Last October, I was dealt the crushing blow that the man I'd loved and trusted my heart to for six years had lied. About everything. And suddenly, my broken heart (and empty womb) had to accept the fact that I was still single with absolutely no decent prospects in sight. Almost immediately, my body responded.
It was as if, along with my heart, it gave up. At first I didn't get a period. For nearly three months.
I thought I was pregnant. I hoped I was pregnant.
I wasn't pregnant.
Then I started getting periods every two weeks. Heavy periods like I'd never experienced before. Plus I had bloating and unexplained weight gain around my belly that was not only unattractive, but also unusual for me. Blood tests showed my thyroid and adrenal glands were out of whack. My ob/gyn sent me for a variety of tests to rule out anything serious.
"It could just be hormonal changes, your body slowing down -- but it could also be a tumor or a cyst on your ovary..." she explained.
I sadly realized that I wasn't sure which diagnosis I preferred.
"Maybe it's just perimenopause," my male technician casually said as he left the room. He'd just given me the "good" news -- no apparent cysts or fibroids to explain the heavy bleeding. He just threw it out there, like an after thought, as I lay there, still on my back -- half naked in an open gown.
"Well, I don't really want that either..." I managed to reply as the door shut behind him.
Why don't you JUST punch me in the face instead? I still want kids, dammit!
You don't know me. You don't know how I feel about my fertility, or my ability to have a family, or my fears of being alone forever. You don't know what that word means to me. Maybe there should be a box you check off at each new doctor's office:
__ Still hoping -- please be kind.
I'm not saying it's as bad as hearing you have a life-threatening disease, but please try to understand -- it still feels awful. Like go home and hide in bed for the weekend awful. It's as if someone is saying "you know that dream you've had you're entire life, since you started babysitting at age nine... ? Give it up. It's never gonna happen."
It's true what your parents say about getting older: regardless of the number of candles on you cake each year, you don't FEEL it. Mentally, physically, and emotionally I'd swear I was at least 10 years younger. I'm told I look it too. So when doctors repeatedly tell you that your body is "shutting down," it feels like some cruel joke.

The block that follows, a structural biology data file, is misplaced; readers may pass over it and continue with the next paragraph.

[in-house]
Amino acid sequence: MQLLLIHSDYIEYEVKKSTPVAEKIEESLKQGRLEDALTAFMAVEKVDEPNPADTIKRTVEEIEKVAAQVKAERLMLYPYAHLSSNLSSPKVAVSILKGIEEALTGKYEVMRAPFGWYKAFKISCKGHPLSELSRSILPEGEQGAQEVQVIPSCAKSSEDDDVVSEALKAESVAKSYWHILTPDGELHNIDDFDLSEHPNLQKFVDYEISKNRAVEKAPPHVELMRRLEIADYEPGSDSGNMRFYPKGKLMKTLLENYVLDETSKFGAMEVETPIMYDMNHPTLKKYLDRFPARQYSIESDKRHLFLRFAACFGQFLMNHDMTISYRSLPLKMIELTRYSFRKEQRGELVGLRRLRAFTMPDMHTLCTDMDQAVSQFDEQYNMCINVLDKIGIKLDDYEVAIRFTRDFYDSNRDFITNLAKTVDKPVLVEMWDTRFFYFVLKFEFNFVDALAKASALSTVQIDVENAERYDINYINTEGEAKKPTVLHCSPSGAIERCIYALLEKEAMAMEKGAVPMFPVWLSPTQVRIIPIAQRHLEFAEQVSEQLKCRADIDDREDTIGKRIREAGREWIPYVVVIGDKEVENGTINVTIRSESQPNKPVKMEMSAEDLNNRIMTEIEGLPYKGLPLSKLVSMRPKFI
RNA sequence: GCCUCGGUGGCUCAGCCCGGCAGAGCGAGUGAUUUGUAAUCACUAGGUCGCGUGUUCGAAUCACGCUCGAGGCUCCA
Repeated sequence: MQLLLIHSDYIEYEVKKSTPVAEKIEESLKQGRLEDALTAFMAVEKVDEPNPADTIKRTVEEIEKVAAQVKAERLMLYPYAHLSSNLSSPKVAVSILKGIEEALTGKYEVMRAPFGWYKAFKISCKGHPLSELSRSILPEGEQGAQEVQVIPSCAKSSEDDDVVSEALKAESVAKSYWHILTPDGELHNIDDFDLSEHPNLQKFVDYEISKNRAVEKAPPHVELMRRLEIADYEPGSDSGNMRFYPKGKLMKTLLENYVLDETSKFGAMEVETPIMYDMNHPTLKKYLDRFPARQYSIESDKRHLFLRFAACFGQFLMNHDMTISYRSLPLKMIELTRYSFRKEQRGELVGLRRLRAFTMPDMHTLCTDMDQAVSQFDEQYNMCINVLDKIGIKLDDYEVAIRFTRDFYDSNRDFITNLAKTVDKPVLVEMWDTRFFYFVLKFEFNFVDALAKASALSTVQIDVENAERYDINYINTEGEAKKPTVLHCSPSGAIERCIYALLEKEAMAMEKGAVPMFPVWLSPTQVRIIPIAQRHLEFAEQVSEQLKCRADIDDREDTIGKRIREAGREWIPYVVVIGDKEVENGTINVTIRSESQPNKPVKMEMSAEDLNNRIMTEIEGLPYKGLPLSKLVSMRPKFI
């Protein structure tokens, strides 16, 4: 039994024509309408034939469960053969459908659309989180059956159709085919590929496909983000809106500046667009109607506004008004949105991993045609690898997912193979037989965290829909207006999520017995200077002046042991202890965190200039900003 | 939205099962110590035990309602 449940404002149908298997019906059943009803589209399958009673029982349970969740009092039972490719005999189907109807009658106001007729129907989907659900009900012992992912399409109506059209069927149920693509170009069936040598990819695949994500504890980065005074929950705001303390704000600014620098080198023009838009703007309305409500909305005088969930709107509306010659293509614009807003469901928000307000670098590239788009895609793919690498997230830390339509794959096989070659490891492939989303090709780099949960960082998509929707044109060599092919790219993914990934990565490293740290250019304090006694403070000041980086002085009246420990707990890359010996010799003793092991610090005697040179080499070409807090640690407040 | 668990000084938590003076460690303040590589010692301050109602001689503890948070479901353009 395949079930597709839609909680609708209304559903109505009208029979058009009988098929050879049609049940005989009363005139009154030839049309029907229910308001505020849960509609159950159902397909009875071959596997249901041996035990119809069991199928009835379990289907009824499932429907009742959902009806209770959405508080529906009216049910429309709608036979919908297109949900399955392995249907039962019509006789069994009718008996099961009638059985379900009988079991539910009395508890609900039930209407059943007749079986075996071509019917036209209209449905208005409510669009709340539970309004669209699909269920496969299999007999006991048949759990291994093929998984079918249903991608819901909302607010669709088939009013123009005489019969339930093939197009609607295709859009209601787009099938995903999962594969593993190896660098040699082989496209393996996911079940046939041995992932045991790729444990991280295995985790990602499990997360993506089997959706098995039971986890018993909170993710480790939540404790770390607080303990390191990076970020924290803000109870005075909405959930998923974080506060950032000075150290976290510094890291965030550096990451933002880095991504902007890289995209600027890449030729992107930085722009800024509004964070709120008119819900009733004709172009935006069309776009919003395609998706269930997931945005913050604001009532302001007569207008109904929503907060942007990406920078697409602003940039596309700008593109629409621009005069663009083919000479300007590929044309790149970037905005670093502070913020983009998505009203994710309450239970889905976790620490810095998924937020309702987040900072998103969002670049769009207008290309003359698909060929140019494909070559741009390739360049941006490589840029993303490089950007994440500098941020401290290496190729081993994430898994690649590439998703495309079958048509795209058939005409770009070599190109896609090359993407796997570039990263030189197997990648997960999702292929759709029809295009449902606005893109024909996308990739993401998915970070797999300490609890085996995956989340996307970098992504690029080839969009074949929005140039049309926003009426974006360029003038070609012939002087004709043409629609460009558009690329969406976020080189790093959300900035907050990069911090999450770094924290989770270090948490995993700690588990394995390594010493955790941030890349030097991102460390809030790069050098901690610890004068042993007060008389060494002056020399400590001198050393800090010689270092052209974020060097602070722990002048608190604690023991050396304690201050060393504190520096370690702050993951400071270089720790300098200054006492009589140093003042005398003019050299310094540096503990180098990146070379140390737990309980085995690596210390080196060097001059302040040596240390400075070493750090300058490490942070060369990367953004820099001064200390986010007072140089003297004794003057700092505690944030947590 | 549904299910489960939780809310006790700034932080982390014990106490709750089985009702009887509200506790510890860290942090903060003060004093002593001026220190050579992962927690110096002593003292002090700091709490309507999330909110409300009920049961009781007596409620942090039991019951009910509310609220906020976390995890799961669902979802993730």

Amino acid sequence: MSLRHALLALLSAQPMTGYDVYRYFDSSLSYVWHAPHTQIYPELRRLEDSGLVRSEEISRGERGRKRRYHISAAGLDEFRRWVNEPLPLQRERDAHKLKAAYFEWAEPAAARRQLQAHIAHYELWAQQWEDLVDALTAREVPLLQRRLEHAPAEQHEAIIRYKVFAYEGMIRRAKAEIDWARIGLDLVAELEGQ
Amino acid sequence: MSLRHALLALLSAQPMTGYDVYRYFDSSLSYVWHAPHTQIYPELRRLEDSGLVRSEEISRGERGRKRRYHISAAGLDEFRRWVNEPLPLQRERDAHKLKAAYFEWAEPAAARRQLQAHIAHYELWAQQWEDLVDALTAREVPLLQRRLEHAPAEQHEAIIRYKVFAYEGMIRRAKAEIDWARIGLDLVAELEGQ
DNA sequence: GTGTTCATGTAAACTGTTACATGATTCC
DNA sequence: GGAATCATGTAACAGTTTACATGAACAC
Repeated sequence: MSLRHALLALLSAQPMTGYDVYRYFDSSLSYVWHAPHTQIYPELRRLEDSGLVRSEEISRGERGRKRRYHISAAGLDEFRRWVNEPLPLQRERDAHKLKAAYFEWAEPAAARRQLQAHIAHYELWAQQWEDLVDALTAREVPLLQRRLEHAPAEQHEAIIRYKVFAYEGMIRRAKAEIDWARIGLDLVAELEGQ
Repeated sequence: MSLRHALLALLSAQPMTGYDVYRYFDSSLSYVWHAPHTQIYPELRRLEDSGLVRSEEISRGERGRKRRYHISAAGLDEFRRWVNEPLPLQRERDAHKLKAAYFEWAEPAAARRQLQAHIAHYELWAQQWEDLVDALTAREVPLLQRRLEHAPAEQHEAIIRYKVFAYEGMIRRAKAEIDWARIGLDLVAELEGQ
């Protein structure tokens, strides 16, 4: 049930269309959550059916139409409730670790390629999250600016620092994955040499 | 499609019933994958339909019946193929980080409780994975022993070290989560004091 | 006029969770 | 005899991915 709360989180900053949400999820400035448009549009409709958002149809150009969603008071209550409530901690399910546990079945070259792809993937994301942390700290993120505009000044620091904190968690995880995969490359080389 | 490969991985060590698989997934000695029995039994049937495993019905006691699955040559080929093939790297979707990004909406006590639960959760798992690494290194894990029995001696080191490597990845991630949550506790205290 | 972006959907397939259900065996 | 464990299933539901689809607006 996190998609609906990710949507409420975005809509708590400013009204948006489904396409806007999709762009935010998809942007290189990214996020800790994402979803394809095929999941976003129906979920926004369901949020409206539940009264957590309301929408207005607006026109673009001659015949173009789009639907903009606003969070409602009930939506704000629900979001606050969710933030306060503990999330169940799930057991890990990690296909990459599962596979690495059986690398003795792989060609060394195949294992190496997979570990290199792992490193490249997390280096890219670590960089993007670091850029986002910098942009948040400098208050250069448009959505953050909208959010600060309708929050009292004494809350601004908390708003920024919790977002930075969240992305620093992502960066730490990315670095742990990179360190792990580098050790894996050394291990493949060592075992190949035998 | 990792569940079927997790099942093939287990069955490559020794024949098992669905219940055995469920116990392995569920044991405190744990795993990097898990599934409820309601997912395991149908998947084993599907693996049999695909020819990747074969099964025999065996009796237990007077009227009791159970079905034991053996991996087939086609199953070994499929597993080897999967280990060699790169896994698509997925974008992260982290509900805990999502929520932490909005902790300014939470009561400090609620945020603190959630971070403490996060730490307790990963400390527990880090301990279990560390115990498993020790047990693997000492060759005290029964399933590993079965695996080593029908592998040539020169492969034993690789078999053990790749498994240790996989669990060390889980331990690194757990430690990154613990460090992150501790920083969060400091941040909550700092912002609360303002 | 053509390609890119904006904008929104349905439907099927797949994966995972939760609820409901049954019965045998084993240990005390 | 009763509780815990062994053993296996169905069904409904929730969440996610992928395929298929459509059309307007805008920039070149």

Before smacking headfirst into this new phase in my life, I had never really noticed the word perimenopause. Dr. Marcy Holmes, NP, Menopause Clinician defines it as "the years before menopause; hormone fluctuations can occur anywhere from the 2 to 10 years before a woman stops having her period. If you are aged 35-55, and you are still having periods but something is different about them, you are probably in perimenopause."
It's wildly different from woman to woman, and it's entirely possible to get pregnant during menopausal transition.
But still, being forced to face the incredibly heartbreaking reality that I may never have a child of my own has proven to be an emotional rollercoaster I face daily on my own. And I think what adds to my pain is the loneliness that accompanies it. So few of my friends or family share my desire to have kids without the ability to do so. Or ever did. I seriously considered the astronomically expensive option ($15,000) of freezing my eggs, having a baby with a gay friend, and adoption -- but the money isn't there, the friend wasn't ready, and my studio apartment and single-parent lifestyle really isn't practical. All this has led me to try and accept that it's all in "perfect order."